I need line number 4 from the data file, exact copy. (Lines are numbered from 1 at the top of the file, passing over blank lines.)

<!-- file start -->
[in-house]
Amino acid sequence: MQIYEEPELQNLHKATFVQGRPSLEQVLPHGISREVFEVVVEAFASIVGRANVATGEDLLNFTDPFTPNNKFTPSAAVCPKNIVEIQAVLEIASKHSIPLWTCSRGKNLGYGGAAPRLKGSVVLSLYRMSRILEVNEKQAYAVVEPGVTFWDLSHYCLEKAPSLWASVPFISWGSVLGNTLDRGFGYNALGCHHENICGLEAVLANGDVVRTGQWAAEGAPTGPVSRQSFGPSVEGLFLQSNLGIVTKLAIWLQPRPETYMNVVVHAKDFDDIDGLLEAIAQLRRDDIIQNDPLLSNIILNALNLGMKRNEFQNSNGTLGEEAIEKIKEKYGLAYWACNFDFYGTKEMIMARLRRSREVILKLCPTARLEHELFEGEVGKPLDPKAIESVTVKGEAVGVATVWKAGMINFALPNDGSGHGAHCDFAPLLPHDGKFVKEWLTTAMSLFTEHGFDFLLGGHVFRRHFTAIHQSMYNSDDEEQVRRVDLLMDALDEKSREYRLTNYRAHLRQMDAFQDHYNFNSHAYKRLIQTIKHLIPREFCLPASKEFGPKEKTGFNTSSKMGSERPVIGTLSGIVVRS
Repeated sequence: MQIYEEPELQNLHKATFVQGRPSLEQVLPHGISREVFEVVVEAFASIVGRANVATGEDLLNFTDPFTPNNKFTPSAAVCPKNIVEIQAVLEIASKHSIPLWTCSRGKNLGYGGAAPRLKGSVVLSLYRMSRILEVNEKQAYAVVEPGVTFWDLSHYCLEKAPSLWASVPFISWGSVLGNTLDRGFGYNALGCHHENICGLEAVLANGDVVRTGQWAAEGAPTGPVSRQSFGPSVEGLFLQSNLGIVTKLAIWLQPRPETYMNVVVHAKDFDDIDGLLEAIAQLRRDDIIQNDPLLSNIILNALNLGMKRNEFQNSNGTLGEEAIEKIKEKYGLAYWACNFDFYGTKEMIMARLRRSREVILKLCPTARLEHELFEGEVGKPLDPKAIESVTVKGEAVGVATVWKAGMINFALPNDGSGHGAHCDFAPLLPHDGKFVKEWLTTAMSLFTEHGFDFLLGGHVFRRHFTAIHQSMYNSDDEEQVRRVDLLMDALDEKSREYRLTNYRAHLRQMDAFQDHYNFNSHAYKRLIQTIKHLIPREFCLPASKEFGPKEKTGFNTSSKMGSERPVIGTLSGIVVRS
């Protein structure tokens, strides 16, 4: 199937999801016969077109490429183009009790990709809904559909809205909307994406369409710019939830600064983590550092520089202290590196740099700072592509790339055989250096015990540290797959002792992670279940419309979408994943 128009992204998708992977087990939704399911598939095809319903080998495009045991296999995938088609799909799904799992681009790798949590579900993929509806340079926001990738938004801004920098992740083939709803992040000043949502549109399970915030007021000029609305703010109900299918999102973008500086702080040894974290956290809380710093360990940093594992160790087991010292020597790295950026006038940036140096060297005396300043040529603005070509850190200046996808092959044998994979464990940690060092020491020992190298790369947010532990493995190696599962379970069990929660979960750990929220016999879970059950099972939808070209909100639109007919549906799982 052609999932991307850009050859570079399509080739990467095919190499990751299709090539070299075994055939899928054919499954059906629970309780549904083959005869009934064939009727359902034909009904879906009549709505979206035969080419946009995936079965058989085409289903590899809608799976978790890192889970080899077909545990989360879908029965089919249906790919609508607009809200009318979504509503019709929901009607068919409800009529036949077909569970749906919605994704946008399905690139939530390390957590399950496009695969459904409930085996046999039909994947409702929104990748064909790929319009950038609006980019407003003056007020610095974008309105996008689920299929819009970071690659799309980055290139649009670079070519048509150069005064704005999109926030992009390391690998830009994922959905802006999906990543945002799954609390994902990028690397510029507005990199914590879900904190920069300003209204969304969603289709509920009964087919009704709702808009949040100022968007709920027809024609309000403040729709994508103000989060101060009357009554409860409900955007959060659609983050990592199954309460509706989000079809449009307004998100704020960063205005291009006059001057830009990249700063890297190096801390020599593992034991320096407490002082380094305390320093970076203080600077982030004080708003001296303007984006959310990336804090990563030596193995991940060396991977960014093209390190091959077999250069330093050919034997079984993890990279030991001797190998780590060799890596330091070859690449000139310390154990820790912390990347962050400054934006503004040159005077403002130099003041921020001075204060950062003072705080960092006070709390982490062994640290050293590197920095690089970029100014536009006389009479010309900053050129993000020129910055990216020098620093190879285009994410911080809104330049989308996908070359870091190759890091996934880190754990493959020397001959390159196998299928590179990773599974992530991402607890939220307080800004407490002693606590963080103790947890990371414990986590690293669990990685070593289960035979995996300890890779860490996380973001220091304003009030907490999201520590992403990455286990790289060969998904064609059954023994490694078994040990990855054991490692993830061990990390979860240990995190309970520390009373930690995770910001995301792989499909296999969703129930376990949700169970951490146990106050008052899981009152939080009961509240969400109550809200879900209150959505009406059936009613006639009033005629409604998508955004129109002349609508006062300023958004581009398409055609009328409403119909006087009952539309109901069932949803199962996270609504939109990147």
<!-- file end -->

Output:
């Protein structure tokens, strides 16, 4: 199937999801016969077109490429183009009790990709809904559909809205909307994406369409710019939830600064983590550092520089202290590196740099700072592509790339055989250096015990540290797959002792992670279940419309979408994943 128009992204998708992977087990939704399911598939095809319903080998495009045991296999995938088609799909799904799992681009790798949590579900993929509806340079926001990738938004801004920098992740083939709803992040000043949502549109399970915030007021000029609305703010109900299918999102973008500086702080040894974290956290809380710093360990940093594992160790087991010292020597790295950026006038940036140096060297005396300043040529603005070509850190200046996808092959044998994979464990940690060092020491020992190298790369947010532990493995190696599962379970069990929660979960750990929220016999879970059950099972939808070209909100639109007919549906799982 052609999932991307850009050859570079399509080739990467095919190499990751299709090539070299075994055939899928054919499954059906629970309780549904083959005869009934064939009727359902034909009904879906009549709505979206035969080419946009995936079965058989085409289903590899809608799976978790890192889970080899077909545990989360879908029965089919249906790919609508607009809200009318979504509503019709929901009607068919409800009529036949077909569970749906919605994704946008399905690139939530390390957590399950496009695969459904409930085996046999039909994947409702929104990748064909790929319009950038609006980019407003003056007020610095974008309105996008689920299929819009970071690659799309980055290139649009670079070519048509150069005064704005999109926030992009390391690998830009994922959905802006999906990543945002799954609390994902990028690397510029507005990199914590879900904190920069300003209204969304969603289709509920009964087919009704709702808009949040100022968007709920027809024609309000403040729709994508103000989060101060009357009554409860409900955007959060659609983050990592199954309460509706989000079809449009307004998100704020960063205005291009006059001057830009990249700063890297190096801390020599593992034991320096407490002082380094305390320093970076203080600077982030004080708003001296303007984006959310990336804090990563030596193995991940060396991977960014093209390190091959077999250069330093050919034997079984993890990279030991001797190998780590060799890596330091070859690449000139310390154990820790912390990347962050400054934006503004040159005077403002130099003041921020001075204060950062003072705080960092006070709390982490062994640290050293590197920095690089970029100014536009006389009479010309900053050129993000020129910055990216020098620093190879285009994410911080809104330049989308996908070359870091190759890091996934880190754990493959020397001959390159196998299928590179990773599974992530991402607890939220307080800004407490002693606590963080103790947890990371414990986590690293669990990685070593289960035979995996300890890779860490996380973001220091304003009030907490999201520590992403990455286990790289060969998904064609059954023994490694078994040990990855054991490692993830061990990390979860240990995190309970520390009373930690995770910001995301792989499909296999969703129930376990949700169970951490146990106050008052899981009152939080009961509240969400109550809200879900209150959505009406059936009613006639009033005629409604998508955004129109002349609508006062300023958004581009398409055609009328409403119909006087009952539309109901069932949803199962996270609504939109990147």